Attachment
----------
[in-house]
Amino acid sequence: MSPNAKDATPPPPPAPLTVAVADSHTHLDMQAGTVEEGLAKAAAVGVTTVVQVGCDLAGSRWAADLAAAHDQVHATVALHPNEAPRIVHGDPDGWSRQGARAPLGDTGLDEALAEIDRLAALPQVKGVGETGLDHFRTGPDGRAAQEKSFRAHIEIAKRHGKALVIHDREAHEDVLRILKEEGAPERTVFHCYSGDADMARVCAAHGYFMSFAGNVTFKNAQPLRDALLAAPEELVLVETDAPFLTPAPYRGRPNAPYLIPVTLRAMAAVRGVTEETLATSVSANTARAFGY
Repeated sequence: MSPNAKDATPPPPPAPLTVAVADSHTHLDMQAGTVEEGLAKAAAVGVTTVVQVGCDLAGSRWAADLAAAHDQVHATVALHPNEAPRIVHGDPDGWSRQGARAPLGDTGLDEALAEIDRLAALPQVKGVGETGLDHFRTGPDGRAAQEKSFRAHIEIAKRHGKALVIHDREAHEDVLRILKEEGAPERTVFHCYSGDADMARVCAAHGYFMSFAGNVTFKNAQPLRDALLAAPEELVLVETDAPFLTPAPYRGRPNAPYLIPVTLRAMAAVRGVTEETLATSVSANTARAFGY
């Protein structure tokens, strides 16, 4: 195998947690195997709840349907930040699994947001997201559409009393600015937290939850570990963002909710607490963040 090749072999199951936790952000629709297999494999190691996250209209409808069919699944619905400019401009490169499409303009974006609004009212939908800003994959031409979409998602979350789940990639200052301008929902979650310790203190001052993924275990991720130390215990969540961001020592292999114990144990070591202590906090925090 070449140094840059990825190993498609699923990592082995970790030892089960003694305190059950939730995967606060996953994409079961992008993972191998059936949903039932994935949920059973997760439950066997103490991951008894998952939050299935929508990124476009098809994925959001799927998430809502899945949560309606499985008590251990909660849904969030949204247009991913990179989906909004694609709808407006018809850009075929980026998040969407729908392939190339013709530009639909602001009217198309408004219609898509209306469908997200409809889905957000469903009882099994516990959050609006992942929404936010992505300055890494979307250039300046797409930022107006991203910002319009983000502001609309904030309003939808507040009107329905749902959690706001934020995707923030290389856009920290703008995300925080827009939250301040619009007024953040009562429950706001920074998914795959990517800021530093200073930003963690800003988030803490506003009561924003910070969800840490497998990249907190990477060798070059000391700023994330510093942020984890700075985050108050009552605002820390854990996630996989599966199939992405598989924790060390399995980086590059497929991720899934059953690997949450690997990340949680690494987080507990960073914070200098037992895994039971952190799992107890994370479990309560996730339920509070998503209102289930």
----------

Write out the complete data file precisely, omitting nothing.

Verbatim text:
[in-house]
Amino acid sequence: MSPNAKDATPPPPPAPLTVAVADSHTHLDMQAGTVEEGLAKAAAVGVTTVVQVGCDLAGSRWAADLAAAHDQVHATVALHPNEAPRIVHGDPDGWSRQGARAPLGDTGLDEALAEIDRLAALPQVKGVGETGLDHFRTGPDGRAAQEKSFRAHIEIAKRHGKALVIHDREAHEDVLRILKEEGAPERTVFHCYSGDADMARVCAAHGYFMSFAGNVTFKNAQPLRDALLAAPEELVLVETDAPFLTPAPYRGRPNAPYLIPVTLRAMAAVRGVTEETLATSVSANTARAFGY
Repeated sequence: MSPNAKDATPPPPPAPLTVAVADSHTHLDMQAGTVEEGLAKAAAVGVTTVVQVGCDLAGSRWAADLAAAHDQVHATVALHPNEAPRIVHGDPDGWSRQGARAPLGDTGLDEALAEIDRLAALPQVKGVGETGLDHFRTGPDGRAAQEKSFRAHIEIAKRHGKALVIHDREAHEDVLRILKEEGAPERTVFHCYSGDADMARVCAAHGYFMSFAGNVTFKNAQPLRDALLAAPEELVLVETDAPFLTPAPYRGRPNAPYLIPVTLRAMAAVRGVTEETLATSVSANTARAFGY
């Protein structure tokens, strides 16, 4: 195998947690195997709840349907930040699994947001997201559409009393600015937290939850570990963002909710607490963040 090749072999199951936790952000629709297999494999190691996250209209409808069919699944619905400019401009490169499409303009974006609004009212939908800003994959031409979409998602979350789940990639200052301008929902979650310790203190001052993924275990991720130390215990969540961001020592292999114990144990070591202590906090925090 070449140094840059990825190993498609699923990592082995970790030892089960003694305190059950939730995967606060996953994409079961992008993972191998059936949903039932994935949920059973997760439950066997103490991951008894998952939050299935929508990124476009098809994925959001799927998430809502899945949560309606499985008590251990909660849904969030949204247009991913990179989906909004694609709808407006018809850009075929980026998040969407729908392939190339013709530009639909602001009217198309408004219609898509209306469908997200409809889905957000469903009882099994516990959050609006992942929404936010992505300055890494979307250039300046797409930022107006991203910002319009983000502001609309904030309003939808507040009107329905749902959690706001934020995707923030290389856009920290703008995300925080827009939250301040619009007024953040009562429950706001920074998914795959990517800021530093200073930003963690800003988030803490506003009561924003910070969800840490497998990249907190990477060798070059000391700023994330510093942020984890700075985050108050009552605002820390854990996630996989599966199939992405598989924790060390399995980086590059497929991720899934059953690997949450690997990340949680690494987080507990960073914070200098037992895994039971952190799992107890994370479990309560996730339920509070998503209102289930």